For those concerned about the state’s worsening doctor-shortage crisis, this educational concept offered a seemingly ideal solution. The KU School of Medicine could conceivably provide 50 additional medical students with first-rate clinical instruction each year. (If so enlarged, roughly a third of KU’s clinical students would go to Wichita; the remaining two-thirds would continue to take their clinical training at 39th and Rainbow.)

In Kansas Governor Robert Docking’s estimation, the community-based “Wichita plan” was “one that would encourage doctors to stay in Kansas and train them ‘in one of the most inexpensive methods known.’” For KU Chancellor Archie Dykes, it was a means by which the Medical School could become “more deeply imbedded in the state” while simultaneously enhancing the “one medical school-one University” concept, of which he was a steadfast proponent.

Above all, noted Dr. Robert P. Hudson, the Med School’s longtime chairman of the History of Medicine Department, since the Wichita campus would highly emphasize hands-on, community-based patient-care experience, the enterprise would most effectively “prepare physicians for family practice” – the very kind of practitioners most needed in 1970s Kansas.

As to how a 30 percent increase in KU’s medical student body could be accommodated – after all, before they could become third- and fourth-years in Wichita, there had to be room for them as first- and second-years in KCK – this was resolved thanks to some $65 million in legislative appropriations that enlarged the Med Center’s Kansas City, Kansas, campus dramatically over the next five years. Indeed, from 1971-76, no less than nine new buildings of varying sizes were erected.

As its originators had hoped, from the beginning KUSM-W enjoyed considerable support from the Wichita medical community. Local doctors signed up in droves, some in a salaried professorial capacity, the vast majority on a strictly voluntary basis. Among the most prominent included Dr. Richard Guthrie, a nationally renowned specialist on diabetes; Dr. William Eckart, an internationally respected expert in the field of forensic pathology; and Dr. Ernest Crow, an accomplished veteran internist who was widely regarded as the “conscience of Wichita medicine.” Among these esteemed physicians and scores (later hundreds) of others, “The response … was overwhelmingly positive,” noted Miner. Indeed, their enthusiastic, often selfless, cooperation – coupled with that from the four area hospitals – allowed the KU School of Medicine to send its first crop of 15 fourth-year clinical students to Wichita in surprisingly short order. Classes began on January 2, 1974, and that same year, KUSM-W earned its official medical school accreditation.

Regarding the specific program Wichita-based medical students followed, each was assigned to rotating assignments at the four participating hospitals, during which they were closely supervised and mentored by faculty physicians. These assignments varied in length. For example, those in surgery and internal medicine lasted 10-12 weeks; both pediatrics and obstetrics/gynecology were eight weeks in duration; and six weeks were devoted to psychiatry. Specialized training in such subjects as dermatology, radiology and plastic surgery was also available.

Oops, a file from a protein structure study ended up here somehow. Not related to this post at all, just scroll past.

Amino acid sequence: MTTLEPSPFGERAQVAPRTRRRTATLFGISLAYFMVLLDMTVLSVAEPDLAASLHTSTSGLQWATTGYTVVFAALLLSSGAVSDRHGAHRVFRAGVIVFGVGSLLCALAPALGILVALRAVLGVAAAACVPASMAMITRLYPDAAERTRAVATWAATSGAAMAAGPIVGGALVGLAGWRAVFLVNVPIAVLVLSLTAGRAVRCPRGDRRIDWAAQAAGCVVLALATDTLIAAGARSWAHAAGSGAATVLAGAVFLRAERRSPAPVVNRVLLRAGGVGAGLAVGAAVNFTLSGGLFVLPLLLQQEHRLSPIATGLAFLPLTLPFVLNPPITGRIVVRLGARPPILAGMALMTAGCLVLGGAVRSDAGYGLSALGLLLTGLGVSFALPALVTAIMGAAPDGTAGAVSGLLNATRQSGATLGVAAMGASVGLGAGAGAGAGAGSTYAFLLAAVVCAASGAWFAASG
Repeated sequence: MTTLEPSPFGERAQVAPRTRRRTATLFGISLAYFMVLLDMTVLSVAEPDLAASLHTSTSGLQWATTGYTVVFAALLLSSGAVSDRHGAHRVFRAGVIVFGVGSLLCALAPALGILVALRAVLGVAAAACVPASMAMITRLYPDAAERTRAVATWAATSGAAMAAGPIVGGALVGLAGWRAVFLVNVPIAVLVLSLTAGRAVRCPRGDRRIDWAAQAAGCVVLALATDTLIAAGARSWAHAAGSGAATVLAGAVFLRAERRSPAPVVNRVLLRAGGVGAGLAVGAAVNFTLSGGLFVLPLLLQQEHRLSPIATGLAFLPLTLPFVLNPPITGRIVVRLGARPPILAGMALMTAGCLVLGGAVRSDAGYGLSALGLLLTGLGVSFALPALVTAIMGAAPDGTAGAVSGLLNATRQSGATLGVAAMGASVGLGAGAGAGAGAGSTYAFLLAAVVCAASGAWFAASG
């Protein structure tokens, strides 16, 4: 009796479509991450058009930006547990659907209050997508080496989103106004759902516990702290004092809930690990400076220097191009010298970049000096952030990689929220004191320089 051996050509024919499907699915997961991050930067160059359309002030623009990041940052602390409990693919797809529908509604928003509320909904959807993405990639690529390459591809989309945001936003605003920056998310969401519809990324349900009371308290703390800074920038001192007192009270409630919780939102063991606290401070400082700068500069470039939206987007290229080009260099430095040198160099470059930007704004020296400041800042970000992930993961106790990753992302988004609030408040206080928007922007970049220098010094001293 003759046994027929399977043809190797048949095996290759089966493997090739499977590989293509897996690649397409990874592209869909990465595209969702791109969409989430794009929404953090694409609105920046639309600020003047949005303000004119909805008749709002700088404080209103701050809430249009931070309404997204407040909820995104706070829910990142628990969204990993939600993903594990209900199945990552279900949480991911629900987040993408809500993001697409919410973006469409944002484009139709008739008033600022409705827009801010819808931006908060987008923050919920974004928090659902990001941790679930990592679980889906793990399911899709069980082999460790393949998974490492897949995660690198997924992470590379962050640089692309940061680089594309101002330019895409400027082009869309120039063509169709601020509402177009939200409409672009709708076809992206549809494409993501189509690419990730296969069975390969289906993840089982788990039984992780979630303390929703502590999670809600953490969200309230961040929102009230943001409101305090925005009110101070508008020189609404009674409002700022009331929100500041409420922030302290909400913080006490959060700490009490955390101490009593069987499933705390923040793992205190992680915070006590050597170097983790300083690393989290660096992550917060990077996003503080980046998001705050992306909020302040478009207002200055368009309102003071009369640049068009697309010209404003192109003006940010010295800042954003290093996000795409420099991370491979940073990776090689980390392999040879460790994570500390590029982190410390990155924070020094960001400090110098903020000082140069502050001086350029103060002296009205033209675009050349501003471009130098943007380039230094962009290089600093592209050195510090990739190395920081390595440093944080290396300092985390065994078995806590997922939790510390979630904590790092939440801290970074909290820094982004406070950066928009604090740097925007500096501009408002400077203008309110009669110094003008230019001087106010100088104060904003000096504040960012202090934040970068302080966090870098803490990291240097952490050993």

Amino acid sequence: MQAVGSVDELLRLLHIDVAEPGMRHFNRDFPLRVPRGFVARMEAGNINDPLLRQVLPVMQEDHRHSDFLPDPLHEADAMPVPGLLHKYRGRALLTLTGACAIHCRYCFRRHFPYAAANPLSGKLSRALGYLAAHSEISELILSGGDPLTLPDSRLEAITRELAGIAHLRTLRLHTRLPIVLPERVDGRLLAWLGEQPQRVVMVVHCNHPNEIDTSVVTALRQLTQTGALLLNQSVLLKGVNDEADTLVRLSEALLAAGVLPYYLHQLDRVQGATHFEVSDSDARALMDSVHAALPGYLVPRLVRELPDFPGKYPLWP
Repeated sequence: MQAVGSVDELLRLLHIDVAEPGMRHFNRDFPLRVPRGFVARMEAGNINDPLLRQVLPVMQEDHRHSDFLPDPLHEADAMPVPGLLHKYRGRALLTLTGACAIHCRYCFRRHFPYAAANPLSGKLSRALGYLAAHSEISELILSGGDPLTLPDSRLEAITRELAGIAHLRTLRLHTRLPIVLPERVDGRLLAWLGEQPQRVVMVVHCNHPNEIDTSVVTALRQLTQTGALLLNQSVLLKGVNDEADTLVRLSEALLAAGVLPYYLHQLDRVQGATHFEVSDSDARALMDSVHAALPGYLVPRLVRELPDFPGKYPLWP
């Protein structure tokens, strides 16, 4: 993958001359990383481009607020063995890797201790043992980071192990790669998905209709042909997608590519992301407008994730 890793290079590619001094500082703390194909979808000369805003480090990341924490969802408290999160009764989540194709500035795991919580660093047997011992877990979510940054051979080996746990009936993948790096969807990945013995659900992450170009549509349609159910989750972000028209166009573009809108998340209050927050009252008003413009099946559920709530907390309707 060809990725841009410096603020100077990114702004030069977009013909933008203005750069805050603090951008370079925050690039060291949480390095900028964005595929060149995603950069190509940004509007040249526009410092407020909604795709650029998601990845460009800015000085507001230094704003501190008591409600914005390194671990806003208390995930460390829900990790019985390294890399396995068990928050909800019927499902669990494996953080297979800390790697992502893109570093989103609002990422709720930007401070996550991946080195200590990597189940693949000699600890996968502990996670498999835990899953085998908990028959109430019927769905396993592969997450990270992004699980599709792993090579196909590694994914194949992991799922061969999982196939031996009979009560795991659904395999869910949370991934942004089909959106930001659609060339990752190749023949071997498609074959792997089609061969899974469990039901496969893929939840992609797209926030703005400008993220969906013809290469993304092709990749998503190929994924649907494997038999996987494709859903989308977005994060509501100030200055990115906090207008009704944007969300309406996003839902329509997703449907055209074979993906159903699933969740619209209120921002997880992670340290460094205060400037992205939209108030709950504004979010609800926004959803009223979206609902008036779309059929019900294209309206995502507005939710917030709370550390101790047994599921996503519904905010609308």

Beyond this, each student was matched with a local Wichita physician and spent a half-day each week in his or her office, acquiring additional “real-world” patient-care experience. And as was the case for medical students at the KCK campus, attainment of fourth-year status at Wichita required these future MDs to enter the Rural Preceptor Program, where they would spend roughly four weeks in the field assisting mainly rural practitioners in communities throughout Kansas. Daily rounds and periodic seminars and conferences were integral as well.

The first group to complete this well-rounded medical education consisted of 14 KUSM-W students who received their MD degrees in May 1975. In so doing, incidentally, they became the first Wichita-trained physicians in the city’s 105-year history.

It took until 1981 before the KU School of Medicine-Wichita began receiving its intended full complement of 100 third- and fourth-year medical students. Nonetheless, progress in the interim was steady. For example, starting from a 1971 outlay of $153,000 – enough to hire nine full-time faculty members – within 10 years KUSM-W was able to boast a $13 million annual budget, a more than 80-fold surge.

Similarly remarkable was its journey from being headquartered in a “small cottage” on the WSU campus to (in 1975) an extensively renovated, modernized facility that once housed Wichita’s E.B. Allen Memorial Hospital. According to Dean D. Cramer Reed, “The move was symbolic of an attitude involving the Wichita health care community,” one reflecting “an extremely cooperative environment” that dispelled “the doubts and uncertainties which clouded the school’s earliest days.”

Moreover, Reed added, within a few short years the new campus “had such acceptance by the students that a lottery was devised to select those who would come to Wichita from among all who applied in a given year.” The main reason, it seems, that so many were vying so energetically to undergo their clinical training in Wichita was the chance to gain extensive hands-on experience, particularly in obstetrics.